Before a Storm Approaches

PLAN ahead have a written list of phone numbers so you can communicate with your family. Put this list in a waterproof container and put it in your survival kits. Remember to text instead of talk. The reason is that talking takes up more phone time and jams the systems. Have a pre-arranged meeting place. If you or a family member become separated and or lose phone service, your loved ones can meet you at this location. (Family Emergency Communication Plan)

PREPARE an emergency kit or survival kit for each family member. The essential contents of the emergency kit will contain many items; it could be beneficial if there is duplication of some items. For a list of recommended contents click here.

Provide enough food, water and supplies for a disaster for at least three days and up to two weeks. It is highly recommended to have a week or two weeks’ worth of long-term food and water. Once the power goes out, food will spoil rapidly.

Contaminated water will ruin your boxes of food. Having canned goods will be too heavy to take with you if you must evacuate. A family of four requires 84 meals per week (3 meals per day x 4 people x 7 days).

Water weighs about eight pounds per gallon and takes up a lot of space. For example, a family of four using one gallon of water per person, per day, will consume 28 gallons of water per week.

One practical solution is to have lightweight, dehydrated or freeze-dried USDA quality food, which is contained in Mylar pouches and further protected by food grade plastic buckets. Long-term food can have a shelf life from five to 25 years. A variety of foods exists from breakfasts, lunches and dinners to desserts and drinks. Some varieties can be cooked in the pouch with serving sizes as small as two servings per pouch.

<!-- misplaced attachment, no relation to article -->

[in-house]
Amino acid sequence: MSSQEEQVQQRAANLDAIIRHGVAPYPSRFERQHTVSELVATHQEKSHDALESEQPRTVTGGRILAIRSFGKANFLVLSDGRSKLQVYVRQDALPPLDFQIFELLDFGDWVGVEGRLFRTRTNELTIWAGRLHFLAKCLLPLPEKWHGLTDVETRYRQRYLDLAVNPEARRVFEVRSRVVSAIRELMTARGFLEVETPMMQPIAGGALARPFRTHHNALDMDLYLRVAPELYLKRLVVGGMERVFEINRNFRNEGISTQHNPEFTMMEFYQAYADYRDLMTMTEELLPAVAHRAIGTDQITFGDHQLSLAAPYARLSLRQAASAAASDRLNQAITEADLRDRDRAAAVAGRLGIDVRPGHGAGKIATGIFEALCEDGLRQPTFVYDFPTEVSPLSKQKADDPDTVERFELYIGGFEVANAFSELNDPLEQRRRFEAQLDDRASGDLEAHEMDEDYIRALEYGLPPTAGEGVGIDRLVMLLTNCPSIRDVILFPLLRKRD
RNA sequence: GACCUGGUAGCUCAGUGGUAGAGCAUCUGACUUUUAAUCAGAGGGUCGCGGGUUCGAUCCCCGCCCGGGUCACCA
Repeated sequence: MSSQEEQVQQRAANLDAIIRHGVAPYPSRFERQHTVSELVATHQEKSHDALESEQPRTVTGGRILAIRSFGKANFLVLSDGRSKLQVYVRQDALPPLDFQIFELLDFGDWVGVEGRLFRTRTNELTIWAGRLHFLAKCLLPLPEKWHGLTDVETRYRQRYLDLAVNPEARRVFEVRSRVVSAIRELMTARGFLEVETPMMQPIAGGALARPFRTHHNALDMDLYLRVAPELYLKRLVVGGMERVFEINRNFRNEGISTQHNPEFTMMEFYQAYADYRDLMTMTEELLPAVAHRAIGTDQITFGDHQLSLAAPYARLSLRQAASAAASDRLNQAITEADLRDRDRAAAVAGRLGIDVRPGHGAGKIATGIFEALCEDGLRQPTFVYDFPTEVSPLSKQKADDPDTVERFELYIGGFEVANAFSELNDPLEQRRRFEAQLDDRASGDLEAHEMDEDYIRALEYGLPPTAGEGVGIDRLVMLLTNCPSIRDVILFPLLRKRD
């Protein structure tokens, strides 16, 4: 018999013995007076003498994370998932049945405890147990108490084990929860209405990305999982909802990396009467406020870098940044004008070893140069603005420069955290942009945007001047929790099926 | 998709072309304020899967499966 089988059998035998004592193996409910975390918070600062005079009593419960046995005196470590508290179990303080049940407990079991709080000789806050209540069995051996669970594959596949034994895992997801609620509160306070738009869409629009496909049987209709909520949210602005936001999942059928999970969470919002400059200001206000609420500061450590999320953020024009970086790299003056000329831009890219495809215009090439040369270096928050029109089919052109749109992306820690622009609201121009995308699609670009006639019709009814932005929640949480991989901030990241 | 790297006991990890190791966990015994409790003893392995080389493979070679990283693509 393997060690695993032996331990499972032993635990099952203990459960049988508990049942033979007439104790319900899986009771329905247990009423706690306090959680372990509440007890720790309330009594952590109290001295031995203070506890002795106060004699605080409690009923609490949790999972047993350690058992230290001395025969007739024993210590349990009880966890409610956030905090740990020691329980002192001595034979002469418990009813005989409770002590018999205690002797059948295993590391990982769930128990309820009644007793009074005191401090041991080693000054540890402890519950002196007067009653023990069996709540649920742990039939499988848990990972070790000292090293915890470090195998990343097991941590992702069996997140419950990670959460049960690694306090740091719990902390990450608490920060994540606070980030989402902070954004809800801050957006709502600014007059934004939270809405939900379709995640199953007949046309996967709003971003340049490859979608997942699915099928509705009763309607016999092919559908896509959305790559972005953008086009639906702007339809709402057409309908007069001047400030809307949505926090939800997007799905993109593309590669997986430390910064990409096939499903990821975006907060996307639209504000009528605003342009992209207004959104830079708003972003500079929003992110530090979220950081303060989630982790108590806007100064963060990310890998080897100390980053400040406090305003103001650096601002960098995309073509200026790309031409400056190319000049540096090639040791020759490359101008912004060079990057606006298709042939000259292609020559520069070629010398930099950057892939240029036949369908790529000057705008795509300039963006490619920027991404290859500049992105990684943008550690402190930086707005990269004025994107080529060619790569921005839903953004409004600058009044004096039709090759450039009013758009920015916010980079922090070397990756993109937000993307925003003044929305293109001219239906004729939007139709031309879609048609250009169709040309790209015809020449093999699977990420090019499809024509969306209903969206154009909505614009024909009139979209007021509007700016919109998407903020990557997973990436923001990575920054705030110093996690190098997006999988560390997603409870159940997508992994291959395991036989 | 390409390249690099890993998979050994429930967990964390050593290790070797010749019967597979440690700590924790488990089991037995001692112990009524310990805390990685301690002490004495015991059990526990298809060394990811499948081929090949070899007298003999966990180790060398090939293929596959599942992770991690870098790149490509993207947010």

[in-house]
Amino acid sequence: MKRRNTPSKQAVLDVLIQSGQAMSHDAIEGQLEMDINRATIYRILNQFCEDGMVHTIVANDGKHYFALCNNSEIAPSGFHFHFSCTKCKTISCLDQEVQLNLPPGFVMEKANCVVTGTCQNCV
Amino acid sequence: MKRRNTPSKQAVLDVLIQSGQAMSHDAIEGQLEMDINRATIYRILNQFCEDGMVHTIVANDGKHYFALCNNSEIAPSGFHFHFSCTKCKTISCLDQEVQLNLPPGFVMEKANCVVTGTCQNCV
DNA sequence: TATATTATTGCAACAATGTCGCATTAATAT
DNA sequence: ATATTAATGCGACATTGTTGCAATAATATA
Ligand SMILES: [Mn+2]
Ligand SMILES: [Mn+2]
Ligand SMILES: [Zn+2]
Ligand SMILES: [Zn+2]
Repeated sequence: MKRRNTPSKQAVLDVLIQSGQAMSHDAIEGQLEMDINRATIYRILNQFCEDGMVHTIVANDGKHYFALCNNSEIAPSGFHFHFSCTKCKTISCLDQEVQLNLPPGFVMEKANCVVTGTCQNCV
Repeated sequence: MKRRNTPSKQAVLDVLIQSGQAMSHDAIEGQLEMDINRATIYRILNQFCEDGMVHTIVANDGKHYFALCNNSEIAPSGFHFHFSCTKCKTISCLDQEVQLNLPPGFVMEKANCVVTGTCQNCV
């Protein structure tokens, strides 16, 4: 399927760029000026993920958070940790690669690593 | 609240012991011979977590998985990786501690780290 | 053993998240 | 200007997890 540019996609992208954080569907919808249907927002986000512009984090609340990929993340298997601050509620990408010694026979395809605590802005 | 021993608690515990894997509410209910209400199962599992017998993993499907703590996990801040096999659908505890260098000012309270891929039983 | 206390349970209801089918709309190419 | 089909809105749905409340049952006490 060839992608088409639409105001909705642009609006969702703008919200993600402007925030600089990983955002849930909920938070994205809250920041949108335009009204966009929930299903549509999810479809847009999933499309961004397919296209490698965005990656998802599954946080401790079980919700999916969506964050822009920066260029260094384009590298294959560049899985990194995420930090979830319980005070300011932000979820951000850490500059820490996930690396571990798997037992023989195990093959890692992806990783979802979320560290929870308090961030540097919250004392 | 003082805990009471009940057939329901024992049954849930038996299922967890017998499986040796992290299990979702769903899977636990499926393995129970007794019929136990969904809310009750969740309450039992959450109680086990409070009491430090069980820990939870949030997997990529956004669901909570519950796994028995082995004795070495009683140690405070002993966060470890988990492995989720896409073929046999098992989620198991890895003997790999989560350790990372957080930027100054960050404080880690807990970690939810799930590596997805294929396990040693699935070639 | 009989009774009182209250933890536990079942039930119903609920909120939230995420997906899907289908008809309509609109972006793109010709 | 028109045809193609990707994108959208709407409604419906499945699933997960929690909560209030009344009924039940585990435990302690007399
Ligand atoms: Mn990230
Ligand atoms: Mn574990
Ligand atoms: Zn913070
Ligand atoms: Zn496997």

Water, is a necessity for life, and while lugging 28 gallons of water from place to place may not be practical, carrying a few bottles of water and having a lightweight portable water filtration or water purification system with you is. Have water bottles or lightweight water packets with your supplies. Flooding and power outages may make water unsuitable to drink. Municipal water sources may be contaminated. Therefor it is in your best interests to have your own supply of water and a backup water filtration or a water purification system.

Visit Just Us Enterprises for all your emergency, disaster, preparedness and outdoor supplies. We provide links to reputable disaster agencies and closely follow or exceed their recommendations.

Rescuers cannot help you if they cannot get to you.

Rescuers cannot help you if they cannot get to you.

Hurricane season is upon us.

In recent years, a multitude of government agencies, such as fire departments, local, state and federal agencies and the preparedness industry are asserting the requirement for emergency and disaster preparedness. No matter whom you are, rich or poor, a storm such as a hurricane can and does affect thousands of people. Storms are not particular, the violent wind and rain combined with flood waters not only wreak havoc with you, your family and your possessions; they equally adversely hinder and involve the lives of rescue and relief organizations.